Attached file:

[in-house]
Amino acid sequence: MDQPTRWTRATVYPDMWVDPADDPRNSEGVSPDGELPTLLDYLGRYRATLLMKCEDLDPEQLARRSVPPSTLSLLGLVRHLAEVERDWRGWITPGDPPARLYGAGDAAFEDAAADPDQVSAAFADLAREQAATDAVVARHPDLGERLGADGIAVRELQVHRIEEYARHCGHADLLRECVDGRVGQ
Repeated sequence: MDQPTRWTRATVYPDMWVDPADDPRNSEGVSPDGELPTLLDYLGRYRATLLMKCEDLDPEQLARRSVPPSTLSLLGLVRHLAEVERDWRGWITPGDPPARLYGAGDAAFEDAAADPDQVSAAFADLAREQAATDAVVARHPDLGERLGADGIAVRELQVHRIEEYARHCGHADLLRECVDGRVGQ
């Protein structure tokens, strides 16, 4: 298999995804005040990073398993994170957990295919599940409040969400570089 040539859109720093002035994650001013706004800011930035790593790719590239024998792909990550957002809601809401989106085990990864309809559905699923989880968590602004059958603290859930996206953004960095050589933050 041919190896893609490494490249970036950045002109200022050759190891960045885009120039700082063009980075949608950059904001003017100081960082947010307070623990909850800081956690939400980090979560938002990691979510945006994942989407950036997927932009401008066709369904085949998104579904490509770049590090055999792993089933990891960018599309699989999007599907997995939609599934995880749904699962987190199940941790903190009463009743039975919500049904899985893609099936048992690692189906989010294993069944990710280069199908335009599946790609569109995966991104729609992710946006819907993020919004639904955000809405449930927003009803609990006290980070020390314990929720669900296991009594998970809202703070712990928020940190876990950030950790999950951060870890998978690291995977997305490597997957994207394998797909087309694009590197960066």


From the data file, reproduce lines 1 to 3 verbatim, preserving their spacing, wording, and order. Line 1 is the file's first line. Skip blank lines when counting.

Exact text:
[in-house]
Amino acid sequence: MDQPTRWTRATVYPDMWVDPADDPRNSEGVSPDGELPTLLDYLGRYRATLLMKCEDLDPEQLARRSVPPSTLSLLGLVRHLAEVERDWRGWITPGDPPARLYGAGDAAFEDAAADPDQVSAAFADLAREQAATDAVVARHPDLGERLGADGIAVRELQVHRIEEYARHCGHADLLRECVDGRVGQ
Repeated sequence: MDQPTRWTRATVYPDMWVDPADDPRNSEGVSPDGELPTLLDYLGRYRATLLMKCEDLDPEQLARRSVPPSTLSLLGLVRHLAEVERDWRGWITPGDPPARLYGAGDAAFEDAAADPDQVSAAFADLAREQAATDAVVARHPDLGERLGADGIAVRELQVHRIEEYARHCGHADLLRECVDGRVGQ